Developer: Omega Force | Publisher: Koei | Release Date: 2004 | Genre: Hack & Slash | Website: N/A | Purchase: Amazon
The Dynasty Warriors series has already made a name for itself on PS2, but handheld consoles is still uncharted territory for this franchise. Now a hack and slash title that pits you against hundreds of enemies set against the backdrop of ancient China might sound like an overly ambitious launch title for portable hardware and sadly in many ways it is.
The formula for Dynasty Warriors is pretty simple; you pick your hero and then proceed to beat the living daylights out of hordes of generic enemy soldiers. On PS2 the battlefields were enormous, but for the PSP everything has been divided into smaller, more manageable chunks. The game is single player only, but you’ll eventually have your pick of 42 different characters with which to mow down the enemy hordes. They are all unlocked in the “Musou Mode” which is the main story mode. After selecting your character you are given some background info for the task that lies ahead, but the goal is always the same, conquer the main enemy camp to win the level.
It’s not as easy as just storming the main enemy encampment either. Your character always starts out as a level one weakling and have to build up their skills by fighting in battles. You can add “officers” to your party as well, which not only gives you some bodyguards in battle, but upgrades your skill and bestows special abilities as well. Some may grant you a horse in battle while others provide healing and more life. You can only have a maximum of four and the more powerful they are, the more “points” they require to appoint so there is a welcome element of strategy. Your maximum level is ten, but don’t think you can just continue leveling up before maxing it out and attacking the main enemy camp. The game has one major resource, “supplies” which is basically time in disguise. Once this runs out so does your chances of winning.
That is about as far as the strategy elements of the game go. For the rest it is pure hacking and slashing. Each new square you enter on the over-world map places you in a small enclosed area where enemy soldiers constantly spawn.
The idea is to hack away at them until they lose all morale (as indicated by a bar on the right-hand side of the screen) after which they’ll stop appearing and the area is yours. Repeat this process until the final camp falls and victory is yours. Each area only takes a few minutes to clear and the levels themselves rarely last longer than twenty minutes in total. It’s perfect for quick bursts of play, which is welcome on a portable device, but loses some of that “epic” feel in the process.
Launch titles are rarely without flaws and I commend Koei for what they tried with this one, but unfortunately it has its fair share of problems. Cutting down hordes of enemies is fun, especially watching them fly through the air like leaves scattering in the wind but the novelty wears off very quickly. The empty, repetitive levels doesn’t help either and the short draw distance makes it feel like you are fighting in a fog bank. Enemies also randomly fade into existence which looks a bit shoddy. Then there is the camera which is never where you need it and by the time you have wrestled it into place a new horde of enemies have teleported in behind you. There is also some dreaded slowdown, which comes and goes with no rhyme or reason. The first time it happened, I thought I somehow triggered a special move, but sadly it was just the frame-rate that took a hit. It is definitely very noticeable and obtrusive in battle.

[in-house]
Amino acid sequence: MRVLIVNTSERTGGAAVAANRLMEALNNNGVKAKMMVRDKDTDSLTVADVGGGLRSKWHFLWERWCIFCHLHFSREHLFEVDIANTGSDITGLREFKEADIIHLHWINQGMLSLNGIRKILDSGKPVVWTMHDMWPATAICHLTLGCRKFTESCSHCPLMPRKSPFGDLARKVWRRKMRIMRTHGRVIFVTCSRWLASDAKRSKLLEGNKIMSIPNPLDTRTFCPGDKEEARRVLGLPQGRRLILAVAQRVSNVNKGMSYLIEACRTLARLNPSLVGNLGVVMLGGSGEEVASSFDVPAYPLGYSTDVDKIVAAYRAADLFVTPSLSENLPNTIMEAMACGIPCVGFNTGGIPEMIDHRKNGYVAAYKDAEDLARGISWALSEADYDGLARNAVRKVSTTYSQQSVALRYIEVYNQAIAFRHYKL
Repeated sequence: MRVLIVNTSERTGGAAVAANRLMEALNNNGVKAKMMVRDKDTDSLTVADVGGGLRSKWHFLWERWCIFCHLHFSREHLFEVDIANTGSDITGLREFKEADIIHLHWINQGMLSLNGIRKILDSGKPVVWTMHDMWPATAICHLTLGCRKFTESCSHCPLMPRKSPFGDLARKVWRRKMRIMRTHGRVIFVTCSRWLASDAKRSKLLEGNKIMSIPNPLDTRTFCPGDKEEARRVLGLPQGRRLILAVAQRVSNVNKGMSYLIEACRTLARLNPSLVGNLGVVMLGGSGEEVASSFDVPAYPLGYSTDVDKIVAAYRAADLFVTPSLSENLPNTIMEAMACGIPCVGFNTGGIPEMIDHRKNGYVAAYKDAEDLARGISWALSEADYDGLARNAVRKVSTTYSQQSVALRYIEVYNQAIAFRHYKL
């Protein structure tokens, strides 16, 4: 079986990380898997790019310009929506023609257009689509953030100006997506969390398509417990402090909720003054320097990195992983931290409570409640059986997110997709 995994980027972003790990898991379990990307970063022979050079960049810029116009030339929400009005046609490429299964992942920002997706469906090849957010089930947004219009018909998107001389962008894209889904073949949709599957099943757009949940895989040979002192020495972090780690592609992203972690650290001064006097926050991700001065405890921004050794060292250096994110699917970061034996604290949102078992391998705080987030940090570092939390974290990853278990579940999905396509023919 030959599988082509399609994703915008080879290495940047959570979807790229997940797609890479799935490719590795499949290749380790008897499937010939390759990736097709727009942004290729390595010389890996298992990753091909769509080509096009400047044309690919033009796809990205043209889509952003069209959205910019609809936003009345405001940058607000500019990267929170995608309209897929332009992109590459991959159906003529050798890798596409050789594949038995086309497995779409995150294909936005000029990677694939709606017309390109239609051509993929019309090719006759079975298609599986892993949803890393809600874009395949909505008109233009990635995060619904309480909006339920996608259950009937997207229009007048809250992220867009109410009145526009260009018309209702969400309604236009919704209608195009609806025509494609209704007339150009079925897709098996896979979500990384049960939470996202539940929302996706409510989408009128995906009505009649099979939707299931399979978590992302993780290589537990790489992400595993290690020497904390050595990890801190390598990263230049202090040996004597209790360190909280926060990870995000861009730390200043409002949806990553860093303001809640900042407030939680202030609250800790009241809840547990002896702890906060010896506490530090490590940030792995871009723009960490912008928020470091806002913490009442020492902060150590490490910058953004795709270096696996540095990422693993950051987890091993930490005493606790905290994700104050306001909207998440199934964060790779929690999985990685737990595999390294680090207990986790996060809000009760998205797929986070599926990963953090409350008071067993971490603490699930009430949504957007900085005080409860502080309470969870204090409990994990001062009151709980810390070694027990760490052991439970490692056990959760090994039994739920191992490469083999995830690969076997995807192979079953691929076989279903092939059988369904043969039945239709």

The game looks good on the PSPs widescreen and while there is less detail than on the PS2 it’s still a good effort. It’s a pity that the battlefields are so bland. The presentation feels a bit cut-down as beyond the intro there’s no cut-scenes and instead the story is conveyed through a few lines of text before each round. I guess this is to streamline the game for the portable, but it doesn’t do much to endear you to the rather dry storyline. There’s a noticeable lack of voice-acting in the game as well further adding to the “rushed” feel it has. If you’ve played any of the previous Dynasty Warriors titles you’ll know what to expect from the soundtrack. Lots of heavy metal guitar riffs mixed with the sounds of metal clashing and screams. You’d expect to see buckets of blood to accompany this cacophony, but oddly enough, there isn’t a drop in sight. The controls work reasonably well apart from the unruly camera that has to be constantly wrestled back into place with the left trigger. You have your main attack which you’ll be spamming most of the time as well as a special attack which is tied to a meter that slowly fills as you kill enemies. A handy counter will display exactly how many hundreds you’ve sent to their maker. Each character also has a “charged” attack which is useful for dispersing groups of foes and a ranged attack which is fairly useless thanks to the short draw distance.
While Dynasty Warriors is not a complete disaster it’s also not the game it could have been. There’s plenty of fun to be had here, but your enjoyment of it will depend solely on your ability to stomach doing the same thing over and over. The “free play” mode allows you to replay any previously completed level with any of the Warlords you have unlocked. This is nice since in Musou mode you can’t change your character without restarting. This is strange seeing as your character reverts back to level one at the start of each new level in any case. If you are a fan of the franchise or only plan to play it in short bursts, then you’ll get your money’s worth here, but everyone else might want to think twice.
*Review originally published 2004.